Saturday, December 28, 2013

Samantha Sutton and The Winter of the Warrior Queen By Jordan Jacobs is Perfect for YOUR kids!

Disclosure / Disclaimer: I received this info and guest post, free of charge, Source Books PR,  for posting purposes on this blog. No other compensation, monetary or in kind, has been received or implied for this post. Nor was I told how to post about it

Welcome to my spot o the Samantha Sutton and the Winter of the Warrior Queen book tour today!

I have the perfect book for giving to your preteens/teens for their new ereaders and tablets, since they may be getting the 'I'm Boreds' already!

Samantha Sutton and The Winter of the Warrior Queen cover

Globetrotting archaeologist and author Jordan Jacobs is back with another exciting adventure for his title heroine in SAMANTHA SUTTON AND THE WINTER OF THE WARRIOR QUEEN.  Jordan is a real-life archaeologist and travel enthusiast who infuses his firsthand experiences and knowledge of exotic settings into the SAMANTHA SUTTON adventure novels. Didn’t catch the first book? Don’t worry! Each SAMANTHA SUTTON novel stands on its own as a thrilling archaeological mystery.

Samantha is hesitant to join Uncle Jay on a second archaeological excavation. But the marshes near Cambridge, England, sound harmless after the sinister perils she faced in Peru. Or so she thought...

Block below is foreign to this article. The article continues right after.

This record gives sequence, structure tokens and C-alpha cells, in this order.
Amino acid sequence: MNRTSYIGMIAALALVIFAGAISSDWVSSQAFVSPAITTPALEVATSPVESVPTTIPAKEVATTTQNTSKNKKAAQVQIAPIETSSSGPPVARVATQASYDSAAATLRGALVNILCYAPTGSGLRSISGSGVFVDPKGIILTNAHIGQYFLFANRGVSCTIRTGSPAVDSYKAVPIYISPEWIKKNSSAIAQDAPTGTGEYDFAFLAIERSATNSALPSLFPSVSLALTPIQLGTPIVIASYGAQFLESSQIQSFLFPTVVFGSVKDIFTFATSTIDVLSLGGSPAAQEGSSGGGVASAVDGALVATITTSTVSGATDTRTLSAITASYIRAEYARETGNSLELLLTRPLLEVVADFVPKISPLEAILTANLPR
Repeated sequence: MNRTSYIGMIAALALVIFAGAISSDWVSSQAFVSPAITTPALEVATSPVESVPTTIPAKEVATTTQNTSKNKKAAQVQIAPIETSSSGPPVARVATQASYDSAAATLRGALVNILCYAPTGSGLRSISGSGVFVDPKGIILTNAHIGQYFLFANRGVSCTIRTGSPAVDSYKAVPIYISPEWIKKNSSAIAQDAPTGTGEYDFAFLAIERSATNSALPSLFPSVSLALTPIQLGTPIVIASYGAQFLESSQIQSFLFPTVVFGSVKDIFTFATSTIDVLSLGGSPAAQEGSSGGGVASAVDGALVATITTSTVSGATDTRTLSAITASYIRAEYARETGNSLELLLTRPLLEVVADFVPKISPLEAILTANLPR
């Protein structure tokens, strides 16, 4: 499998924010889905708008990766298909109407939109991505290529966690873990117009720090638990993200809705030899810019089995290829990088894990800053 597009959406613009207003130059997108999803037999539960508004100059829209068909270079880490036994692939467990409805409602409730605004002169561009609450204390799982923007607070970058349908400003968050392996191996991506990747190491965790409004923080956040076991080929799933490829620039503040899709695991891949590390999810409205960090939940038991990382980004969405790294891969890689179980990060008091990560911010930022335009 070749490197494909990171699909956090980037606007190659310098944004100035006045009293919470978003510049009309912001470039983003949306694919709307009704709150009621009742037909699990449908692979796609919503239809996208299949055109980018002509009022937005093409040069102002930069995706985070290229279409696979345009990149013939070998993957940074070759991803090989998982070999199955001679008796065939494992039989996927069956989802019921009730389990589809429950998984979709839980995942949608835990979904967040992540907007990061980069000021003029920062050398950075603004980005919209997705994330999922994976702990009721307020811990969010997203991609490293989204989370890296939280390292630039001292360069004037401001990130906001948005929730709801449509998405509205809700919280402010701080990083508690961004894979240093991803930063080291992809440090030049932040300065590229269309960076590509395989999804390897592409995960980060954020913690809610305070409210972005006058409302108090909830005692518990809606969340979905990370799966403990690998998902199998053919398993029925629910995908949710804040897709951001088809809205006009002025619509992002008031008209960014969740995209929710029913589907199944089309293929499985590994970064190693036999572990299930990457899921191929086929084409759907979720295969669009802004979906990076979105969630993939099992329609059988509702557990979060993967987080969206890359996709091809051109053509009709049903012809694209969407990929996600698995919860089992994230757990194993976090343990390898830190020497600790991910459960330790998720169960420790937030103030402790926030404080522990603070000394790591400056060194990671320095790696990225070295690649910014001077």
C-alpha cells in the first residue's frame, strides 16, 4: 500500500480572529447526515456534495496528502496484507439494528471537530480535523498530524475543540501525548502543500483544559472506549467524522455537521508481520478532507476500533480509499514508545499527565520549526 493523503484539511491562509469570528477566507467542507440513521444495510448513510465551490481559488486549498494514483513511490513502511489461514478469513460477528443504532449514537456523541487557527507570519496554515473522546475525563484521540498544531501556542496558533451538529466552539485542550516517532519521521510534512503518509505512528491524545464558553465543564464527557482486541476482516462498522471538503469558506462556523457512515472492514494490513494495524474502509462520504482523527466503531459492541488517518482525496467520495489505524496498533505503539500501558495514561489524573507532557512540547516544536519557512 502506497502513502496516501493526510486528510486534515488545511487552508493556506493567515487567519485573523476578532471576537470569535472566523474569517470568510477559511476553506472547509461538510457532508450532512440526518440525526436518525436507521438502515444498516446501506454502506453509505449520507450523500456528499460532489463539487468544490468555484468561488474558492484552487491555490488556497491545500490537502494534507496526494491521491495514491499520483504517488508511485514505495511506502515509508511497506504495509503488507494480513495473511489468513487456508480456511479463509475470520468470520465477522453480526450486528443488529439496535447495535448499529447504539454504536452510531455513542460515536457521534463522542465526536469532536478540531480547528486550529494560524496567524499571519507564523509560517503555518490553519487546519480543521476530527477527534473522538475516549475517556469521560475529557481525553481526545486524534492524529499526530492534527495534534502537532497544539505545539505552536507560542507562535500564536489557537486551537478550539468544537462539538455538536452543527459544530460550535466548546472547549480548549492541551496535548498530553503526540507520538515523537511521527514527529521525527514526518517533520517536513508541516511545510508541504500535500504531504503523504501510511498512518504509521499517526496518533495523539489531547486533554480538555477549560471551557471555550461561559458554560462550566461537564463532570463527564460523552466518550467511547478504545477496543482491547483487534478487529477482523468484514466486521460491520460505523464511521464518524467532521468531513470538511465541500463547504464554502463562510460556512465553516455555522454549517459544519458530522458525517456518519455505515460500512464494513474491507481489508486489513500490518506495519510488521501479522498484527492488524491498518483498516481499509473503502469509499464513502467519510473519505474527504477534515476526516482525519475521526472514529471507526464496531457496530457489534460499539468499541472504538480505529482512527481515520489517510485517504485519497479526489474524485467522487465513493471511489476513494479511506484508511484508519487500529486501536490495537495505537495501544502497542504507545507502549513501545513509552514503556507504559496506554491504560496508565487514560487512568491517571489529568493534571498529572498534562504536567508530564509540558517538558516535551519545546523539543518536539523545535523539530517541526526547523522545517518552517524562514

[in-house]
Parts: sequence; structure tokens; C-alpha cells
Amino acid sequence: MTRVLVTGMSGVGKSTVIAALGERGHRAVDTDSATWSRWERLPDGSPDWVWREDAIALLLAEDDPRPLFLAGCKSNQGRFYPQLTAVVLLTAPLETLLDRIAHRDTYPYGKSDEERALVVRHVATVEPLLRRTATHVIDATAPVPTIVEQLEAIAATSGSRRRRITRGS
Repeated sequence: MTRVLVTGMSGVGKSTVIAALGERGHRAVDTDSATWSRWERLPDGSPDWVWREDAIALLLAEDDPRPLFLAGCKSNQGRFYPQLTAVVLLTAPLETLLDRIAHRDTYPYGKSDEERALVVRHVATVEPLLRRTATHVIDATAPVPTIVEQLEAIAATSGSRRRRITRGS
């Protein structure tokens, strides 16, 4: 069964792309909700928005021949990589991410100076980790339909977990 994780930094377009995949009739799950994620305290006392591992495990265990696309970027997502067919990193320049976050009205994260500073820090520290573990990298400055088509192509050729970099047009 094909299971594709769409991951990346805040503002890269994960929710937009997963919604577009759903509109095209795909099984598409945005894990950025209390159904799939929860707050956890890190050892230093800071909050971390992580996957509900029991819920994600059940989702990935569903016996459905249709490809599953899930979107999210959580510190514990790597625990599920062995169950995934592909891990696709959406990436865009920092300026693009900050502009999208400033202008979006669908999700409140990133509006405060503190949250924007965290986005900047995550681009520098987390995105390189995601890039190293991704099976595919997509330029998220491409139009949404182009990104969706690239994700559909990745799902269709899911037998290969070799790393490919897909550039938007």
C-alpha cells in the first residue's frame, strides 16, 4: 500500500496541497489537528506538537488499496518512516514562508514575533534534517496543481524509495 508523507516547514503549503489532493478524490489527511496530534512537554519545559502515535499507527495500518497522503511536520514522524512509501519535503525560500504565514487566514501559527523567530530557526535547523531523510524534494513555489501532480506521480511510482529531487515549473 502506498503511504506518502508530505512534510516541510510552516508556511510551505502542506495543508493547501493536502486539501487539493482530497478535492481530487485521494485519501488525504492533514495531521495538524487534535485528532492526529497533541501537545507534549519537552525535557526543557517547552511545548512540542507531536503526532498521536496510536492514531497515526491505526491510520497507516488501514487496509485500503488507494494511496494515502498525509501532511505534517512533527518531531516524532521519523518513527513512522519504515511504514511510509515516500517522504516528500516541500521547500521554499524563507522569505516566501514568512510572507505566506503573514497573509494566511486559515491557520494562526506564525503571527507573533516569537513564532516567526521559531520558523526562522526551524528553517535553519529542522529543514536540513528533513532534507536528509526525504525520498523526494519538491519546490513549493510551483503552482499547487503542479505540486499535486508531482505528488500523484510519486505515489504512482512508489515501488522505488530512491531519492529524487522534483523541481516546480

During the excavation, Samantha realizes the site could be the ancient fortress of Queen Boudica, who led an uprising against the Roman Empire. An amazing find! But Samantha’s crucial discovery threatens to halt construction on a nearby theme park that will make millions for English Lord and eccentric landowner Cairn Catesby. Unfortunately for Samantha, Catesby is also the scheming head of Cambridge University's Archaeology Department, making him Uncle Jay's current boss. Catesby will stop at nothing to discredit Uncle Jay’s theories about the excavation site’s royal ties. When Samantha is entrusted with the protection of an artifact that undeniably links the site to the Warrior Queen, she becomes the target of unscrupulous men determined to get their fortune by any means necessary.